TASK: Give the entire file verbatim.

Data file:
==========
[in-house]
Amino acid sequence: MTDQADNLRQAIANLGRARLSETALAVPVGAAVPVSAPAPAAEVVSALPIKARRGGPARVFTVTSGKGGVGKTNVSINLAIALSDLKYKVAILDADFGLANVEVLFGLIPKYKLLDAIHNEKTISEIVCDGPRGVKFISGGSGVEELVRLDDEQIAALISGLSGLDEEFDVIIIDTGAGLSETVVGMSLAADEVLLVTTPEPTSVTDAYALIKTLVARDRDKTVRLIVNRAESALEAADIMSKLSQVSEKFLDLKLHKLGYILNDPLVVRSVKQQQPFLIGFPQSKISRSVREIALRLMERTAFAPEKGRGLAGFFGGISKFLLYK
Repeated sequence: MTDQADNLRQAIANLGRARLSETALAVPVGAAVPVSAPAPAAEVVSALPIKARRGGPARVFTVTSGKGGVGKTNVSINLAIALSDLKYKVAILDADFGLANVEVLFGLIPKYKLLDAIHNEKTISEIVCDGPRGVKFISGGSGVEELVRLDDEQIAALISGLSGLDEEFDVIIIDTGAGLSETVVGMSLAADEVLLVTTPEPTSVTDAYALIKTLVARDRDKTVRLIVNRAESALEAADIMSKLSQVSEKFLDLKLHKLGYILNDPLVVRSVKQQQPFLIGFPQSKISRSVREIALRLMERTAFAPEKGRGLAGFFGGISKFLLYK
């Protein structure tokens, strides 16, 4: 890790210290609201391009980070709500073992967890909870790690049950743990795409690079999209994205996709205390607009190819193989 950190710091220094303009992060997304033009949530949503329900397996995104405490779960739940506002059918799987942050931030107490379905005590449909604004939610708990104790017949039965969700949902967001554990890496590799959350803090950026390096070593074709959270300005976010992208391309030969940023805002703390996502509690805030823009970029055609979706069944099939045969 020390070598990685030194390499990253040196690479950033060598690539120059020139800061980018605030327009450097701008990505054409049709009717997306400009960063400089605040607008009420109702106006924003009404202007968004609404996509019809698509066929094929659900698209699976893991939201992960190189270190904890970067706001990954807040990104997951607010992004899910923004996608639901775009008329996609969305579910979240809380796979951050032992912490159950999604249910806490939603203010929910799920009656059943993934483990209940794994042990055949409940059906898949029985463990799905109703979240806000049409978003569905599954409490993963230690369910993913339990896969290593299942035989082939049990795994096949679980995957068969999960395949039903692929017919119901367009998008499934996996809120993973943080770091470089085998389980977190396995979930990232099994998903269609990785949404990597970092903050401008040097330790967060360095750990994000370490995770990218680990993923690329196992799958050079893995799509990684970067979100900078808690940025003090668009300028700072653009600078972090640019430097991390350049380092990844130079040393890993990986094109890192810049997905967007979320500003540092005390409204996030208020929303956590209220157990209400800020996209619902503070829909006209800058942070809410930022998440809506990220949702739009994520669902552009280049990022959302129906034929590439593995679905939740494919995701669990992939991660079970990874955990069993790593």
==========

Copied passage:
[in-house]
Amino acid sequence: MTDQADNLRQAIANLGRARLSETALAVPVGAAVPVSAPAPAAEVVSALPIKARRGGPARVFTVTSGKGGVGKTNVSINLAIALSDLKYKVAILDADFGLANVEVLFGLIPKYKLLDAIHNEKTISEIVCDGPRGVKFISGGSGVEELVRLDDEQIAALISGLSGLDEEFDVIIIDTGAGLSETVVGMSLAADEVLLVTTPEPTSVTDAYALIKTLVARDRDKTVRLIVNRAESALEAADIMSKLSQVSEKFLDLKLHKLGYILNDPLVVRSVKQQQPFLIGFPQSKISRSVREIALRLMERTAFAPEKGRGLAGFFGGISKFLLYK
Repeated sequence: MTDQADNLRQAIANLGRARLSETALAVPVGAAVPVSAPAPAAEVVSALPIKARRGGPARVFTVTSGKGGVGKTNVSINLAIALSDLKYKVAILDADFGLANVEVLFGLIPKYKLLDAIHNEKTISEIVCDGPRGVKFISGGSGVEELVRLDDEQIAALISGLSGLDEEFDVIIIDTGAGLSETVVGMSLAADEVLLVTTPEPTSVTDAYALIKTLVARDRDKTVRLIVNRAESALEAADIMSKLSQVSEKFLDLKLHKLGYILNDPLVVRSVKQQQPFLIGFPQSKISRSVREIALRLMERTAFAPEKGRGLAGFFGGISKFLLYK
């Protein structure tokens, strides 16, 4: 890790210290609201391009980070709500073992967890909870790690049950743990795409690079999209994205996709205390607009190819193989 950190710091220094303009992060997304033009949530949503329900397996995104405490779960739940506002059918799987942050931030107490379905005590449909604004939610708990104790017949039965969700949902967001554990890496590799959350803090950026390096070593074709959270300005976010992208391309030969940023805002703390996502509690805030823009970029055609979706069944099939045969 020390070598990685030194390499990253040196690479950033060598690539120059020139800061980018605030327009450097701008990505054409049709009717997306400009960063400089605040607008009420109702106006924003009404202007968004609404996509019809698509066929094929659900698209699976893991939201992960190189270190904890970067706001990954807040990104997951607010992004899910923004996608639901775009008329996609969305579910979240809380796979951050032992912490159950999604249910806490939603203010929910799920009656059943993934483990209940794994042990055949409940059906898949029985463990799905109703979240806000049409978003569905599954409490993963230690369910993913339990896969290593299942035989082939049990795994096949679980995957068969999960395949039903692929017919119901367009998008499934996996809120993973943080770091470089085998389980977190396995979930990232099994998903269609990785949404990597970092903050401008040097330790967060360095750990994000370490995770990218680990993923690329196992799958050079893995799509990684970067979100900078808690940025003090668009300028700072653009600078972090640019430097991390350049380092990844130079040393890993990986094109890192810049997905967007979320500003540092005390409204996030208020929303956590209220157990209400800020996209619902503070829909006209800058942070809410930022998440809506990220949702739009994520669902552009280049990022959302129906034929590439593995679905939740494919995701669990992939991660079970990874955990069993790593």